regression testing.
It is necessary to perform regression testing when:

1. Change is in requirements and code is modified according to the requirement.


2. Defect fixing.
3. New feature is added to the software.

How to do Regression Testing

A test methodology for an effective regression testing made up of the following steps:
1. Performing an initial Smoke or Sanity test.
2. Understanding the criteria to select the test cases for Regression Testing.
3. Prioritization of test cases.
4. Methodology for select test cases
5. Resetting the test cases for test execution.
6. Concluding the result of a regression test cycle.
1. Performing an initial Smoke or Sanity test

A subset of the regression test cases can be set aside as smoke tests. A smoke test is a group of
test cases that establish that the system is stable and all major functionality is present and works
under normal conditions. Smoke tests are often automated, and the selection of the test cases
are broad in scope. The smoke tests might be run before deciding to proceed with further testing
(why dedicate resources to testing if the system is very unstable). The purpose of smoke tests is
to demonstrate stability, not to find bugs with the system. Sanity testing is done to test that major
functionality of the system is working or not. If sanity test fails, the build is rejected to save the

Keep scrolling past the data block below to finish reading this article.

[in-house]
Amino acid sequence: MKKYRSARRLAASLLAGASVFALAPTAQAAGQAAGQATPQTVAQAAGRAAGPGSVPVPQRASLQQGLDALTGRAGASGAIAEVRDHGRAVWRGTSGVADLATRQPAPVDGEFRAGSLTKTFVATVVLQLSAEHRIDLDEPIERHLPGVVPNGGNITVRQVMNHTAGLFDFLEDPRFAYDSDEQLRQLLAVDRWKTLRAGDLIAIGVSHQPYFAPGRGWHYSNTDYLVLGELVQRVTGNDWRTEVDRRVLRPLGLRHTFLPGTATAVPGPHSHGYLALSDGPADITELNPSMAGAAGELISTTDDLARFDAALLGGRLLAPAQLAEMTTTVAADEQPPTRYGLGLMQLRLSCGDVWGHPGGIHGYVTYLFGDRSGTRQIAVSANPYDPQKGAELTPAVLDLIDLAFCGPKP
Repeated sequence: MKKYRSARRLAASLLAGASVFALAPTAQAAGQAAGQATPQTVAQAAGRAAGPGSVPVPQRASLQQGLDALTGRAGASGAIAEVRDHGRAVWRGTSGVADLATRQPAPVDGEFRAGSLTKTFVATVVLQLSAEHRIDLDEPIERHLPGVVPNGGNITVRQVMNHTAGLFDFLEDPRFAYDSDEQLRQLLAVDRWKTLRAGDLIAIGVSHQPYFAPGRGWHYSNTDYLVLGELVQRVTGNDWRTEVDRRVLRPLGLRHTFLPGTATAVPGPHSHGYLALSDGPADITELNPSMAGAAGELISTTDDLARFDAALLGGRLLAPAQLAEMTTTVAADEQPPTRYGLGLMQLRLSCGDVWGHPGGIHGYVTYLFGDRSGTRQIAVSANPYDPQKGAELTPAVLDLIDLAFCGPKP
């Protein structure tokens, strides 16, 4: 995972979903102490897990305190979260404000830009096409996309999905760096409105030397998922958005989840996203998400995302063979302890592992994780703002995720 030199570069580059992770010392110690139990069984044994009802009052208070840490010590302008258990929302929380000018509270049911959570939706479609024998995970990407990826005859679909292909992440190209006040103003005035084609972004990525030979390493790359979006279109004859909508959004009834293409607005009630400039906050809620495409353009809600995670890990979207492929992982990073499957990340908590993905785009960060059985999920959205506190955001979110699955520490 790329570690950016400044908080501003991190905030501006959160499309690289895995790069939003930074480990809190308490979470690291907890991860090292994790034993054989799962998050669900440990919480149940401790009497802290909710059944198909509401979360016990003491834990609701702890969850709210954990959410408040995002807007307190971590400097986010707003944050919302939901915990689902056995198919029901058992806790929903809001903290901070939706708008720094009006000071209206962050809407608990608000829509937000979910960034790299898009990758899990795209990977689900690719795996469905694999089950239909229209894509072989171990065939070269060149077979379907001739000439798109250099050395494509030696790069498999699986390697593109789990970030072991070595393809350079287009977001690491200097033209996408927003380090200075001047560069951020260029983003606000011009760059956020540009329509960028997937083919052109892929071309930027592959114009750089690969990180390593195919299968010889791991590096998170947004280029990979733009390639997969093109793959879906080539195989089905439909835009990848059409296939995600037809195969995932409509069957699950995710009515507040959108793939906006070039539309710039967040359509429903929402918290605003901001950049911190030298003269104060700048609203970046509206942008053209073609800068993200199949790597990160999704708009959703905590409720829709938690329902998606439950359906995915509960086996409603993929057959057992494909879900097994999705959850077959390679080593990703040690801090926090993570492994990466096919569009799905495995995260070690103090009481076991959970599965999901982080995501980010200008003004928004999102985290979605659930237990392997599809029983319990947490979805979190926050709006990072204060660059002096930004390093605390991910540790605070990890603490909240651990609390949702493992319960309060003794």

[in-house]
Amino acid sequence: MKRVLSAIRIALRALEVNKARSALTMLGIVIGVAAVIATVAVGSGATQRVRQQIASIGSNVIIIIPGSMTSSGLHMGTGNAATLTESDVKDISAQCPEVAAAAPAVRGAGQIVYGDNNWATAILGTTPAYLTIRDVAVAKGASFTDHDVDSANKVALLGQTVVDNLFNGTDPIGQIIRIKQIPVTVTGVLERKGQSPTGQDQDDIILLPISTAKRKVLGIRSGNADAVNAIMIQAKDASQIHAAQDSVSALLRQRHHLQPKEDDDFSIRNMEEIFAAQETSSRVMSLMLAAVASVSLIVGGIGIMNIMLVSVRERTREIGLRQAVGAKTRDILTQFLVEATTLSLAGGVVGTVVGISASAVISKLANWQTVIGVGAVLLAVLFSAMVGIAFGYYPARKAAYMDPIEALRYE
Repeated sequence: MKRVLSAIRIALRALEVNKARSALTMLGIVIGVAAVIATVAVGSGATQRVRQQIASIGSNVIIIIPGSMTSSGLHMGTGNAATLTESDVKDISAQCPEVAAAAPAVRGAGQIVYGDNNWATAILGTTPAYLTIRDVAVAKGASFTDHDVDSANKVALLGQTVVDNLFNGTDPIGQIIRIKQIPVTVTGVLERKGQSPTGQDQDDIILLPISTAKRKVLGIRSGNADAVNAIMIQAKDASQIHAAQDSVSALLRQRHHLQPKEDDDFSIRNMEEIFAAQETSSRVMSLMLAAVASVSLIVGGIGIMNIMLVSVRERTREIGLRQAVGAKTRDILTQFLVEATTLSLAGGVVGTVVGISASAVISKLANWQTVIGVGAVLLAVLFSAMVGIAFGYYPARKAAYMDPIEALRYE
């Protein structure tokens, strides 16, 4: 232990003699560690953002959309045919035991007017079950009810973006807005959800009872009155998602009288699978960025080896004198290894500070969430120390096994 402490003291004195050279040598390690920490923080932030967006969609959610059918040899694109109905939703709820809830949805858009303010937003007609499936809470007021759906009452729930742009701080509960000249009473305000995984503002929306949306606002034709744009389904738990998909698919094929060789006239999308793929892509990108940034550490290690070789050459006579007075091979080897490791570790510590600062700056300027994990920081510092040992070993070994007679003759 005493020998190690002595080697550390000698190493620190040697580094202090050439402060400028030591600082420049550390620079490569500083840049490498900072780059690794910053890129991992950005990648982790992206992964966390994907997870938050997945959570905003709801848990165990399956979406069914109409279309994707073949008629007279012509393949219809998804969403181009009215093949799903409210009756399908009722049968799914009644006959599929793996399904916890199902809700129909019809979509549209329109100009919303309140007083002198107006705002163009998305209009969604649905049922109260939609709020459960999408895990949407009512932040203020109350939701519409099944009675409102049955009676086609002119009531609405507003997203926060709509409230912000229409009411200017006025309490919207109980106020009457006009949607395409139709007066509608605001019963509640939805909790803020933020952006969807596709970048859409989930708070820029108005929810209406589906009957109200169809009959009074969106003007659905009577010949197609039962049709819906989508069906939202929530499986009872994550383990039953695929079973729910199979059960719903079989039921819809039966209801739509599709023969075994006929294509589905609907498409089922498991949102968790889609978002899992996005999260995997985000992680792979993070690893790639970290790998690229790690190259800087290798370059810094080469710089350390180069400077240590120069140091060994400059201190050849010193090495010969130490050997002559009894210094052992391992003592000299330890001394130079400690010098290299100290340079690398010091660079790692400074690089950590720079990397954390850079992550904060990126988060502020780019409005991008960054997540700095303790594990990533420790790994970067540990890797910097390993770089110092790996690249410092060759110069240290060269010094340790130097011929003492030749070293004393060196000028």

time and costs involved in a more rigorous testing

2. Criteria to select test cases for Regression Testing

It was found from industry data that good number of the defects reported by customers were due
to last minute bug fixes creating side effects and hence selecting the test case for regression
testing is an art and not that easy.

The selection of test cases for regression testing

Requires knowledge on the bug fixes and how it affect the system.
Includes the area of frequent defects.
Includes the area which has undergone many/recent code changes.
Includes the area which is highly visible to the users.
Includes the core features of the product which are mandatory requirements of the
customer.

Selection of test cases for regression testing depends more on the criticality of bug fixes than the
criticality of the defect itself. A minor defect can result in major side effect and a bug fix for an
extreme defect can have no or a just a minor side effect. So the test engineer needs to balance
these aspects for selecting the test cases for regression testing.
3. Prioritization of test cases

Prioritizing the test cases depends on the business impact, critical and frequently used
functionality. Selection of test cases based on priority will reduce the test suit. The test cases may
be classified into three categories:

Priority-0: These test cases can be called as Sanity test cases which checks the basic
functionality and are run for accepting the build for further testing. These are also run when a
project goes through major changes. These test cases deliver a very high project value to both
development teams and to customers.
Priority-1: Uses the basic and normal setup and these test cases deliver high project value to
both development teams and customers.
Priority-2: These test cases deliver moderate project value and are executed as a part of software
testing life cycle and selected for regression on need basis.

4. Methodology for selecting test cases: